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  Culture Journals - Silk Road Journeys
  Issue No. 2 : Cultural Chasms
I have been busy in the past six months leading prominent Hong Kong on journeys of discovery and enlightenment down the Silk Road. An increasing number of scholarly bodies and historical institutions are interested in research on the ancient route, and businessmen make the trip with an eye for investment.
Lee Shau-kee and Henry Fok came as representatives of the Peihua Education Foundation, of which they are chairman and vice-chairman respectively. In Dunhuang, Gansu province, we were able to visit a new cave site developed by Zhang Kar-huang, son of the legendary Zhang Shau-hung who, as the first director of the Dunhuang Research Institute, studied and helped to open up the Mogao Grottoes 50 years ago. The new cave, which contains 15 grottoes, was discovered by excavating through two levels of bedrock from a base on the banks of the Tong river. Although the excavation was perfected by Japanese and German structural engineers I was a little nervous when we entered the tunnel, fearful that the roof would come tumbling down! 
Lee Shau-kee showed great interest in the Buddhist scriptures in Dunhuang. He took notes as we toured the caves and other places of historical interest. Both he and fellow Hong Kong entrepreneur Walter Kwok expressed interest in funding development and tourist projects in the area. Shau-kee is considering supporting the new caves and has plans to build a golf course, while Walter, who owns a small light-plane firm in Hong Kong, would lie to start a charter plane service there.
Light aircraft are certainly the way to see the Silk Road sites. Kar-huang and I took to the skies for a bird's eye view of Dunhuang it was an amazing sight and we were able to get some wonderful photographs of the desert landscape. From the air I noted that the land adjacent to the Silk Road Dunhuang hotel has been parceled off for development. When I started to build the hotel eight years ago, there was nothing there but desert; not even a road. Now man is encroaching on this part of the Gobi desert in a big way. But seeing the vast expanse of land from the air, one also realises how precarious man's effort is to conquer the desert. Oases are established slowly and painstakingly over the years, but then a huge sand storm may blow across the land, destroy all the settlements and send man scurrying back to square one.
There is much for the visitor to admire in Dunhuang - beautiful murals, valuable scrolls, cultural treasures in abundance. But unlike other remnants of ancient civilizations such as Egypt and Rome, Dunhuang lacks an architectural presence. No old buildings remain. In this part of China, dwellings were made of wood and sand, not stone, and they fell into ruin at the end of the Ming dynasty when the emperor pulled back the frontier 300 kilometres to Jiayuguan. Dunhuang was isolated and the desert claimed it. 
My latest project is to revive period buildings from the glory days of Dunhuang - from the Han, Tang, Song, Yuan and Ming dynasties. We will build a "five dynasties" cultural city in the desert, so visitors can appreciated the whole spectrum of architecture, art and culture in ancient China. I have approval from the local government and preparation work is underway. It will be a five-year project, set over 2,500 acres to the southwest of the hotel. I hope these will become heritage monuments many years after we are all gone.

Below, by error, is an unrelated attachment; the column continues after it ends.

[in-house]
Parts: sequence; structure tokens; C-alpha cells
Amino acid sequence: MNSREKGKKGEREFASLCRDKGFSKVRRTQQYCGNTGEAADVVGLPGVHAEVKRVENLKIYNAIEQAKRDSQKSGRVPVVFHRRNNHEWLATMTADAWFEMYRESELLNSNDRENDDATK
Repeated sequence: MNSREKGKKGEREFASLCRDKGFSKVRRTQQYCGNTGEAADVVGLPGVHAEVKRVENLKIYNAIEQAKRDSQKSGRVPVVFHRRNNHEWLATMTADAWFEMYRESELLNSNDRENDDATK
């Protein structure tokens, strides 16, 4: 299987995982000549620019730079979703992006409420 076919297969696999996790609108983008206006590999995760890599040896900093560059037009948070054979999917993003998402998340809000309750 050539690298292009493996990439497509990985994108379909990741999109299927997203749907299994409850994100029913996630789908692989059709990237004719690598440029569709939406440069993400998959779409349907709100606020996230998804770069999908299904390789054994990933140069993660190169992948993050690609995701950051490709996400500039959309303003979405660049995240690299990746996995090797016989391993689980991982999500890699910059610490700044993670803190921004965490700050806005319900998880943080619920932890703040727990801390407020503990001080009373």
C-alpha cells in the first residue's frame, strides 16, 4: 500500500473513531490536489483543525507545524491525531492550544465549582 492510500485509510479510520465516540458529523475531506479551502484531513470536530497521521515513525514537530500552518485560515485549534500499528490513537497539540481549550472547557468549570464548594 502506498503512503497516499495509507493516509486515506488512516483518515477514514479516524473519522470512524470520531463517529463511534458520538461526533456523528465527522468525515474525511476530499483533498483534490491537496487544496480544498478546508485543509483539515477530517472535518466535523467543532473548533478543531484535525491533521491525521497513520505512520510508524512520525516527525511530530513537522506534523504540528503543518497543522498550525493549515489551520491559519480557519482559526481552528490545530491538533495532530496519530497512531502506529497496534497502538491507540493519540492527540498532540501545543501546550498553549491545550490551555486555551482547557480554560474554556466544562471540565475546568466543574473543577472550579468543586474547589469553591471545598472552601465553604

Attracted by the Chinese government's plans for its western region, Hong Kong businessman Vincent Lo, Harry Chow, chairman of the Presidents' Association of Taiwan, and Japanese shipping tycoon Uyeno Takashi went with me to see the developments first hand. After appreciating the treasures of Dunhuang, we headed north to my hotel in Turpan, Xinjiang province. We encountered the first snow falls of winter but pressed on, eager to see the development area of Nanshan. We resorted to travelling on horseback but after our guide told us stories of man-attacking bears and snow leopards we decided caution was the safer part of valour and turned back.
The Chinese government plans to develop mountainous Nanshan into a winter resort on a par with the skiing playgrounds of Korea, Japan, Europe or North America. I could see that the picturesque ranges would make excellent ski runs, but I preferred not to think of them littered with gondolas. It would be better to keep the mountains wild for adventure travellers who wish to visit on horseback (bears and leopards not withstanding) like the native Kasaks do. The area is also attracting industrialists as a pipeline is being built (the Hong Kong & China Gas Company has expressed its intention to participate) to transport gas from Xinjiang to Shanghai. It is vital that good dialogue is maintained with the government to ensure environmental and cultural protection as economic development sweeps through the region. 
In Dunhuang, the government has realised the importance of maintaining a balance between development and conservation, but in Xinjiang they are lagging behind in this respect. The local leadership is still getting to grips with the value of preserving and promoting indigenous culture. One small but significant step is now being taken in Urumqi, where consent has been given after massive downtown development to preserve the old ethnic residential area of the city. Surrounded by a curtain of high-rise buildings, these historic dwellings now have a chance to remain undisturbed for future generations to learn from and admire.
Throughout the Silk Road region, I am trying to impress upon the authorities the importance of such conservation work. Vienna, Venice and the German castles stand as grand testaments to the efforts of European preservationists. Soon I hope we can say the same about China's cultural and architectural wonder. 


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